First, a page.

About a week after the May 29th death of Chicago cyclist Robert ?Bobby? Cann, killed by an allegedly drunk, speeding driver at the intersection of Clybourn and Larrabee avenues, the Chicago Department of Transportation announced plans to stripe buffered bike lanes on the entire 3.5-mile length of Clybourn. Construction should start next week, according to CDOT spokesperson Pete Scales.
According to police, Ryne San Hamel, 28, had a blood-alcohol content of .127 and was driving his Mercedes sedan at 50 mph when he struck Cann, 25, on the 1300 block of North Clybourn. San Hamel has been charged with reckless homicide, aggravated DUI, misdemeanor DUI, reckless driving, and failure to stay in the lane. Bail was set at $100,000; the driver has posted $10,000 and was released from police custody.
Several memorials and tributes have been held in honor of Cann, a Groupon employee widely described as a safe cycling advocate. Cann’s coworkers recently started a memorial Groupon that has raised over $40,000 for the Active Transportation Alliance’s Neighborhood Bikeways Campaign, which advocates for protected bike lanes. Bob Kastigar, a longtime Chicago bike activist and Critical Mass rider, launched a petition drive asking that Cook County’s top prosecutor, Anita Alvarez, send the case to court instead of making a plea bargain; Kastigar sent Alvarez a 432-page printout with 5,274 signatures.
In February, my Streetsblog Chicago writing partner Steven Vance reported that the Illinois Department of Transportation has been prohibiting the installation of protected lanes on state jurisdiction roads in Chicago at least until CDOT collects three years of ?safety data? on existing Chicago protected lanes. That means the earliest than ban would be lifted would be July 2014, three years after Chicago’s first protected lanes opened on Kinzie Avenue. IDOT has not blocked installation of buffered lanes.
The city’s Streets for Cycling Plan 2020 classifies Clybourn as a ?Crosstown Bike Route,? a bike-priority street connecting neighborhoods. Clybourn is generally about 52-feet-wide, which would be enough room for two seven-foot-wide parking lanes, two five-foot bike lanes with a three-foot buffer, and two 11-foot travel lanes. Alternatively, there could be eight-foot parking lanes and ten-foot travel lanes. If IDOT hadn?t been blocking the protected lanes, its likely CDOT would have installed them on the street instead of buffered lanes, possibly before the crash occured.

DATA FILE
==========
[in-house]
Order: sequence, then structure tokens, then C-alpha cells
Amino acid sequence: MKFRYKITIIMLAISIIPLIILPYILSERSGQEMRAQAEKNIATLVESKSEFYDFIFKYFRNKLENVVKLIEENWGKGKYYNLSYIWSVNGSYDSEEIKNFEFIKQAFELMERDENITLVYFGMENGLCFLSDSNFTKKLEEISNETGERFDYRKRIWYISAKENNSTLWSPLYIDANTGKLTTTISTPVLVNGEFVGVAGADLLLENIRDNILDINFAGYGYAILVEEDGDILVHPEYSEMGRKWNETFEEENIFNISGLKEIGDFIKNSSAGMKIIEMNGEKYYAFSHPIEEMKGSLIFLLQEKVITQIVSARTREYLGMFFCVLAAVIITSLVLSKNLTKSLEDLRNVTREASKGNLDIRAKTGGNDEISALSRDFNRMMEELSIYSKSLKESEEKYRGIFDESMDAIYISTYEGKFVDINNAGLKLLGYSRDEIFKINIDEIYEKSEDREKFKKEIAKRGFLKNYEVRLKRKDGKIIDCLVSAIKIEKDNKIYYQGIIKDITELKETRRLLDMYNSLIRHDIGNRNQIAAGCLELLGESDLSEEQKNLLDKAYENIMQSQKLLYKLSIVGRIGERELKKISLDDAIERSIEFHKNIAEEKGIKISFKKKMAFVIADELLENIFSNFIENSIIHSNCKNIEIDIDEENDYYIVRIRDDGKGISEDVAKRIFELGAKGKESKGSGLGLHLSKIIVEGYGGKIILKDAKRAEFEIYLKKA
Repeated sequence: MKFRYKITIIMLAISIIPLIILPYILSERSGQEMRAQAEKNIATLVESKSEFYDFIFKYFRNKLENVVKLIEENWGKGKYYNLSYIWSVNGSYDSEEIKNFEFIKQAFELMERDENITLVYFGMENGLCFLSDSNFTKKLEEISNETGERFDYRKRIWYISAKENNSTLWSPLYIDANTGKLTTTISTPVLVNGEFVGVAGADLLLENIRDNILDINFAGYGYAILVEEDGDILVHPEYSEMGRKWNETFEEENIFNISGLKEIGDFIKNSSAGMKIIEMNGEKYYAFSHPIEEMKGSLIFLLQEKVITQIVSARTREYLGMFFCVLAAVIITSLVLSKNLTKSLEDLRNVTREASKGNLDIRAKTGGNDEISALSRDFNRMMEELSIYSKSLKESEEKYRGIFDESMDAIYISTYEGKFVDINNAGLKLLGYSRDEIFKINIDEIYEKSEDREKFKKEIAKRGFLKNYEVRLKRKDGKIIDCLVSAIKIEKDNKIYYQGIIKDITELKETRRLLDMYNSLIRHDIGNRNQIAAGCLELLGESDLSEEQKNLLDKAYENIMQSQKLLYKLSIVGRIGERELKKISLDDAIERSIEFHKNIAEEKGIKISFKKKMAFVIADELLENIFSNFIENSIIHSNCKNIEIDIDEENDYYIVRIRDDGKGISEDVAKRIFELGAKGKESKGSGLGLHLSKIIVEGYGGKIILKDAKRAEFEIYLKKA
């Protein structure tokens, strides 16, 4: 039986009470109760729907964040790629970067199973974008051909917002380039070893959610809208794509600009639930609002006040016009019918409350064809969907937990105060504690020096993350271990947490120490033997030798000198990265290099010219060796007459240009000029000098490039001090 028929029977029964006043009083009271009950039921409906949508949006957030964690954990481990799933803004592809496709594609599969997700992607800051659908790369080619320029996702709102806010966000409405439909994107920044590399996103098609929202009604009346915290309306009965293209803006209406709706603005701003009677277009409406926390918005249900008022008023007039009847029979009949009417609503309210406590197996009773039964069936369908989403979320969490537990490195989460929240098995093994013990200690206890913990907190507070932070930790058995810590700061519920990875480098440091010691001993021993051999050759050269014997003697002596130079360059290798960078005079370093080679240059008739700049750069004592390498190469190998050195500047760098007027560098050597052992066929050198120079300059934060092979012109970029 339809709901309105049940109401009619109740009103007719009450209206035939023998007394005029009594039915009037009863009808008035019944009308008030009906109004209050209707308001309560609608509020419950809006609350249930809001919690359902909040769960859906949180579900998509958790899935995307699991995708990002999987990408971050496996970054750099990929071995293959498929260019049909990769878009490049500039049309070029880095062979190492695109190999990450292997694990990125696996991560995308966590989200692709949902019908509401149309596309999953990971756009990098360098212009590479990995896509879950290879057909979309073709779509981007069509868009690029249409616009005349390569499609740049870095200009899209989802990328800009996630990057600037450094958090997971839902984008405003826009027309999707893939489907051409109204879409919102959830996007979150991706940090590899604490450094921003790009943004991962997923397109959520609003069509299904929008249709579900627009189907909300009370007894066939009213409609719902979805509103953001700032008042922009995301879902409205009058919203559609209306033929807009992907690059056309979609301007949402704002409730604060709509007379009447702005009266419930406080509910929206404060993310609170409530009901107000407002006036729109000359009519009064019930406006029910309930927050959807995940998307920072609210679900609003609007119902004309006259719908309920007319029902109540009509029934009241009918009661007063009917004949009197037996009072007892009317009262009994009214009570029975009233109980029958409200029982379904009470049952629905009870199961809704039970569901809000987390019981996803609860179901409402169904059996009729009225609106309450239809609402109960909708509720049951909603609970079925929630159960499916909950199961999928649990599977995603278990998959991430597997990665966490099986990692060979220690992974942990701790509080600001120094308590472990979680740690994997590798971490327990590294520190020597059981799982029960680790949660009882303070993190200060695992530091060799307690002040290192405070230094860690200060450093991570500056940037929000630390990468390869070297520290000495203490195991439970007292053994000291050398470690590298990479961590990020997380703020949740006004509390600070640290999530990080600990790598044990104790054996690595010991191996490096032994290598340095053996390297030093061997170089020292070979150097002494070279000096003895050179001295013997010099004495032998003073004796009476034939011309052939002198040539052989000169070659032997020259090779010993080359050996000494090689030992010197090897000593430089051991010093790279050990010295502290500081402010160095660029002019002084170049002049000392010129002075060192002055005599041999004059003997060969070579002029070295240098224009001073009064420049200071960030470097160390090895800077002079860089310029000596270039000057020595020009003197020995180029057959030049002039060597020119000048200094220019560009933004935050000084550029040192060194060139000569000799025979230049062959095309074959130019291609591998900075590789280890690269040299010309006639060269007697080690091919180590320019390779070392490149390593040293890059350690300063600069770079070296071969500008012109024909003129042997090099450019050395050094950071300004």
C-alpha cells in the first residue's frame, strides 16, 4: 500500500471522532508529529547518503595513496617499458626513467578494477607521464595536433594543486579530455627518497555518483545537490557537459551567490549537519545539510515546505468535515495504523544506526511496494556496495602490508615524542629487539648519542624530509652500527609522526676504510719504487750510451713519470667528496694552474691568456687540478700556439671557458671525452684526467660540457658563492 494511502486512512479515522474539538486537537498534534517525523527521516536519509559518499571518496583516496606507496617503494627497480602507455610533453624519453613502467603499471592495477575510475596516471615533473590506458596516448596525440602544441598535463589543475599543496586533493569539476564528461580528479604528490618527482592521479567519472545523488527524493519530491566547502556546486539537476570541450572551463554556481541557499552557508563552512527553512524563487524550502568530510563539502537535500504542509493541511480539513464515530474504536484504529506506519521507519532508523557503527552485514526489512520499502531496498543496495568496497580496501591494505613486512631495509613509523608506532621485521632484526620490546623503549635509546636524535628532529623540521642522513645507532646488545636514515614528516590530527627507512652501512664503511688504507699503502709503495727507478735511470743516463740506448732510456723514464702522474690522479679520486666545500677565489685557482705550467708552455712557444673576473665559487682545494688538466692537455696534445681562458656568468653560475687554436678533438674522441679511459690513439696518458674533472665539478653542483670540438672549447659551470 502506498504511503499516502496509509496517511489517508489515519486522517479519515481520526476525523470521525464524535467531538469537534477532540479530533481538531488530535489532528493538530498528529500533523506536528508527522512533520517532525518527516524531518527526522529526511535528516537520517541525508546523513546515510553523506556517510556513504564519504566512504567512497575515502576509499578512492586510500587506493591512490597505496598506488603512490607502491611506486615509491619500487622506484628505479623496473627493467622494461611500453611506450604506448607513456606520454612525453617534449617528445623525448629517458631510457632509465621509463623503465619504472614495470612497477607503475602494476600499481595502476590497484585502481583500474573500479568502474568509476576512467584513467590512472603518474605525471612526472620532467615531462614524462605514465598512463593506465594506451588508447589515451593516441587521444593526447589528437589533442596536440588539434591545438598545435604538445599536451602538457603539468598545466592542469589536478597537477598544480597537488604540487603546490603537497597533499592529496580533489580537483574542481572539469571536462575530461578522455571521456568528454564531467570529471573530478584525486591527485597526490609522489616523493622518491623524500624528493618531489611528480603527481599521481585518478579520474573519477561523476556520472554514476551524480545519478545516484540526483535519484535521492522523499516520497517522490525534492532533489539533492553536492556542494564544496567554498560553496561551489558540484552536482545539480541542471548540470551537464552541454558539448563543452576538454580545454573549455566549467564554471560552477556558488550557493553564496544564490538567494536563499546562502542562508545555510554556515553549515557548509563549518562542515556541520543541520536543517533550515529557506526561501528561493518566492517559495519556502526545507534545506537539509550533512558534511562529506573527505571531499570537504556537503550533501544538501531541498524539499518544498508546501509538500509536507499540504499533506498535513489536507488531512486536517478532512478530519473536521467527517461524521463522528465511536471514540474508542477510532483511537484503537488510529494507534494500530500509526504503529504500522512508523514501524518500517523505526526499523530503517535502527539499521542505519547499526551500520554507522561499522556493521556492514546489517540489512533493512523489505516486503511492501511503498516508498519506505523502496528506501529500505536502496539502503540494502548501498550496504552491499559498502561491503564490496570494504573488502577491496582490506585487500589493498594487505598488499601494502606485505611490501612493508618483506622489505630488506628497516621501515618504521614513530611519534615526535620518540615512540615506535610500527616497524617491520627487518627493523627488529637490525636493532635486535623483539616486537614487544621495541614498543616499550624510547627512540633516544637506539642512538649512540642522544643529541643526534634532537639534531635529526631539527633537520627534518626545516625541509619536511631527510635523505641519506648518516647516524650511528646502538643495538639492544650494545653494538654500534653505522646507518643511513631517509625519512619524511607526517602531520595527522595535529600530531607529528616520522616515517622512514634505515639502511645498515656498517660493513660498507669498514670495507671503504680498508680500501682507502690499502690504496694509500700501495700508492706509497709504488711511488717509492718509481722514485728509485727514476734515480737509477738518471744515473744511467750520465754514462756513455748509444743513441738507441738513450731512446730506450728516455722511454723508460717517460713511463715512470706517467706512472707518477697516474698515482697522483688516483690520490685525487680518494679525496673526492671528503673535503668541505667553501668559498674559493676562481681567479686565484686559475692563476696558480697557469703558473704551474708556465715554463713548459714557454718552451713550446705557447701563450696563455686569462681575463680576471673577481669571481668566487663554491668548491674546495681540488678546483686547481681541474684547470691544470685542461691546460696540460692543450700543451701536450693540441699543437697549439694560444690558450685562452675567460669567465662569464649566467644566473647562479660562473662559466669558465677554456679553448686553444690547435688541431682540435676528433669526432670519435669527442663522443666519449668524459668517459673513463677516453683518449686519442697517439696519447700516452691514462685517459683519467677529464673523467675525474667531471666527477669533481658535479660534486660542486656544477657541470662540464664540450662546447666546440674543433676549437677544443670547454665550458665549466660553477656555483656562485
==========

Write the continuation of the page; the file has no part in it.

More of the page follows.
The circumstances of Cann’s death are still unclear. He may have been struck in the intersection, in which case protected bike lane wouldn?t have shielded him from San Hamel’s car. However, if the Clybourn parking lanes had been relocated to the left of protected lanes, this would have physically narrowed the travel lanes. That might have caused San Hamel to driver slower, which could have mitigated the crash. While it’s impossible to say whether protected lanes would have saved Cann, it’s certain that they would have improved safety on Clybourn for other cyclists, more so than the upcoming buffered lanes, which will merely be paint on the road.
In the wake of Cann’s death, IDOT tweeted support for CDOT’s plan for buffered lanes. As Steven wrote earlier, this is hypocritical, since the department blocked the protected lanes that might have made a difference in the crash, and IDOT has not changed its policies towards protected and buffered lanes at all in response to the case. The department is still blocking the protected lanes that could help prevent further loss of life.
Therefore, I have mixed feelings about the upcoming buffered lanes on Clybourn. CDOT is making the best of a bad situation by striping the lanes, which will be an improvement over the status quo. However, if IDOT actually cares about improving safety, the department needs to lift the ban on protected bike lanes immediately. That would make a real difference for keeping Chicago cyclists safe, and that would be a fitting legacy for Bobby Cann.